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Kodiak Oil & Gas - Bakken Shale

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Kodiak Oil & Gas (KOG) is one of the leading growth companies in the Bakken Shale.  Since 2009, KOG stock has jumped from $0.16 to $10.41.  Kodiak Oil & Gas (KOG) has quickly become one the hot new companies in the Bakken Shale due to the fact that they've acquired more and more mineral rights leases which adds to their acreage count.  While Kodiak Oil & Gas (KOG) stock is only trading at $10 today, I have a $20-$30 price target on KOG for 2013/2014.  Based on earnings and production growth, I feel the stock is set for a 100-200% gain.  However, there are certain risks to this thesis.  If the price of oil would drop for a long period of time or if there was a drilling moratorium in the Bakken Formation, this would have a lasting effect of the share price.  Right now, the chance of this happening is low but it is still a risk.

Kodiak Oil & Gas (KOG) has 155,000 Net Acres in the Bakken Shale

All of Kodiak’s operated drilling rigs are presently drilling ahead on wells in North Dakota, with one rig in Dunn County, two rigs in southern Williams County and three rigs in McKenzie County. Furthermore, the Company has an approximate 50% working interest in lands being drilled by two non-operated drilling rigs as part of its Dunn County Area of Mutual Interest (AMI). The Company has entered into a contract for a seventh operated rig, a new build rig, which is scheduled for second quarter 2012 delivery. As the year progresses, Kodiak plans to operate one to three rigs in Dunn County, two to three rigs in McKenzie County and three to four rigs in Williams County. The 2012 to 2013 drilling program is designed so that Kodiak is positioned to have nearly all of its acreage held by production by mid-2013, eliminating leasehold expiry across much of its 155,000 net acre position in the Williston Basin.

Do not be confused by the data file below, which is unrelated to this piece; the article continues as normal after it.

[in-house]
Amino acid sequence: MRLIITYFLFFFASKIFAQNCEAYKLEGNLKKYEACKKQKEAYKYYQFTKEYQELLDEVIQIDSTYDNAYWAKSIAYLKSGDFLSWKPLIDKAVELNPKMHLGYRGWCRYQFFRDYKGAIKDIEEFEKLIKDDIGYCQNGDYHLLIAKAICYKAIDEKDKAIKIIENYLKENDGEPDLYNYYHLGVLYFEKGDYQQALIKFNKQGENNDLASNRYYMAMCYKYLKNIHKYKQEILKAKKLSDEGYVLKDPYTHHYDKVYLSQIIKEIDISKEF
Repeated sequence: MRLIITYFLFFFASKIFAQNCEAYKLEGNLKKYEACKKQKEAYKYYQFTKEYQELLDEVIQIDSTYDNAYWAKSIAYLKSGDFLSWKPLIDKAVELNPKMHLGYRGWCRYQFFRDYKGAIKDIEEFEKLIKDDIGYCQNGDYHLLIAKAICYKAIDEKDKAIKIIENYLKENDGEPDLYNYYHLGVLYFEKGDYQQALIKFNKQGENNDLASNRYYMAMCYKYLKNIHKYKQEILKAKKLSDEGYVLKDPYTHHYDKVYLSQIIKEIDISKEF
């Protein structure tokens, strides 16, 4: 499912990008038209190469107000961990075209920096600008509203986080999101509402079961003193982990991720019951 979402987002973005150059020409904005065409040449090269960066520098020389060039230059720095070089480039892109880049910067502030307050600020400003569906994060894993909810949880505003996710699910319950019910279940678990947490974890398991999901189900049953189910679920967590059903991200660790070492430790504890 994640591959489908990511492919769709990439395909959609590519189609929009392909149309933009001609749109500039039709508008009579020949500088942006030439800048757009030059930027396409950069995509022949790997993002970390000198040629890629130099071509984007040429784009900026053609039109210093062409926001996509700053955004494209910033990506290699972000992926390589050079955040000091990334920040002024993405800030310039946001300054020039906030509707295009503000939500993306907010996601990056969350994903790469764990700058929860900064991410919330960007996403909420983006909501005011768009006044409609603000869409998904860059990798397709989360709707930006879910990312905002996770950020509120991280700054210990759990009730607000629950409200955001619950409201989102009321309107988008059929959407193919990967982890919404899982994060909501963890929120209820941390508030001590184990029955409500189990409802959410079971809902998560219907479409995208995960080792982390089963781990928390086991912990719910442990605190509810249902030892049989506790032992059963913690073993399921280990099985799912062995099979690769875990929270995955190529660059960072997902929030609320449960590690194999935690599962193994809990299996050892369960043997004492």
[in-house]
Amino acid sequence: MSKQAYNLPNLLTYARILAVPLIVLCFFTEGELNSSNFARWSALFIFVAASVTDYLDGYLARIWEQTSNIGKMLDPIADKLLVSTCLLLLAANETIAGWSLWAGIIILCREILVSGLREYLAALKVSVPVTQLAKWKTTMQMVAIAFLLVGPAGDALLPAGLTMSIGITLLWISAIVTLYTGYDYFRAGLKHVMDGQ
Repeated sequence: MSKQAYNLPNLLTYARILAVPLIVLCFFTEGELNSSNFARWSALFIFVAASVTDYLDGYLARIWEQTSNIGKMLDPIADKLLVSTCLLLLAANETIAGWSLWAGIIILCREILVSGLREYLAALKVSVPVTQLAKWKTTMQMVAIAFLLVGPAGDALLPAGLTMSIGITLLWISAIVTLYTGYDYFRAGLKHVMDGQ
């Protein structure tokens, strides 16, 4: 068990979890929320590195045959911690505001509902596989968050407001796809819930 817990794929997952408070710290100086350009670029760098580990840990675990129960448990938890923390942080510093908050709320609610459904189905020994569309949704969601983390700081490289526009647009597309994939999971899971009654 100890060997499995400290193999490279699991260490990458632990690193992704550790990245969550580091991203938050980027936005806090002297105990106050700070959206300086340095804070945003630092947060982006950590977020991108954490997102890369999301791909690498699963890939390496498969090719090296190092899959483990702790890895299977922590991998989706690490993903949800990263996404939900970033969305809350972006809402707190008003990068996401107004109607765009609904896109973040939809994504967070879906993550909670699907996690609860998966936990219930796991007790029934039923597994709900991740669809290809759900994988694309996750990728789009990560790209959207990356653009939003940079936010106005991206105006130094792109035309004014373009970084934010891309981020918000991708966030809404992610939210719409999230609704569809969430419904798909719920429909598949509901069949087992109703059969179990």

Kodiak Oil & Gas Corp. Announces Year-end 2011 Proved Reserves and Provides Quarterly and Annual Sales Volumes

Kodiak Oil & Gas Corp. (NYSE:KOG), an oil and gas exploration and production company with primary assets in the Williston Basin of North Dakota, today announced preliminary unaudited financial and operational results for the fiscal year 2011. Kodiak has prepared the preliminary information based on the most current information available to management. Its normal closing and financial reporting processes with respect to the preliminary financial information have not been fully completed. As a result, its actual financial and operational results could be different from this summary preliminary data, and any differences could be material. Kodiak reported average daily sales volumes of 7,195 barrels of oil equivalent per day (BOE/d) for the fourth quarter 2011. This represents a 422% increase over sales volumes of 1,783 BOE/d for the fourth quarter 2010 and an 82% increase over third quarter 2011 sales volumes of 3,953 BOE/d. Crude oil accounted for 94% of fourth quarter sales volumes. Kodiak reported average daily sales volumes of 3,922 BOE/d for the year-ended December 31, 2011, representing a 204% increase over average daily sales volumes of 1,290 BOE/d during 2010. As of December 31, 2011 the Company was producing an average of approximately 10,100 BOE/d from its legacy properties, including the wells acquired in the previously announced October 2011 acquisition. Upon closing the recently announced January 2012 acquisition, the Company's total production was approximately 13,150 BOE/d. Kodiak is currently producing approximately 15,000 BOE/d as it exits January 2012 and completion operations are ongoing.

During fourth quarter 2011 completion operations, Kodiak incurred mechanical issues with liners in the horizontal leg of six separate wells. As a result, remediation work is underway to patch the liners and, once remediated, completion operations will continue. The delay will have the effect of causing production from these six wells to come on line during the first half of 2012, as opposed to the fourth quarter 2011 as projected. To expedite the completion work, the Company has secured additional completion days from its pressure pumping company, beginning February 2012. The Company also experienced delays in returning wells to production after routine maintenance work due to industry-wide difficulties in securing workover rigs. The majority of the wells acquired in October 2011 were down for workover operations during November and December of 2011.

Upon closing the acquisition, it was determined that many of the acquired wells required pumping units and other routine maintenance. The limited availability of workover rigs needed to facilitate such work hampered the timeliness of the operations. Kodiak currently has secured a total of six workover rigs, up from three at year-end, and efforts are ongoing to return each of the affected wells to production. The Company anticipates that the current number of workover rigs will be adequate to stay ahead of its ongoing completion activity, while allowing the rigs to efficiently complete continued routine well maintenance.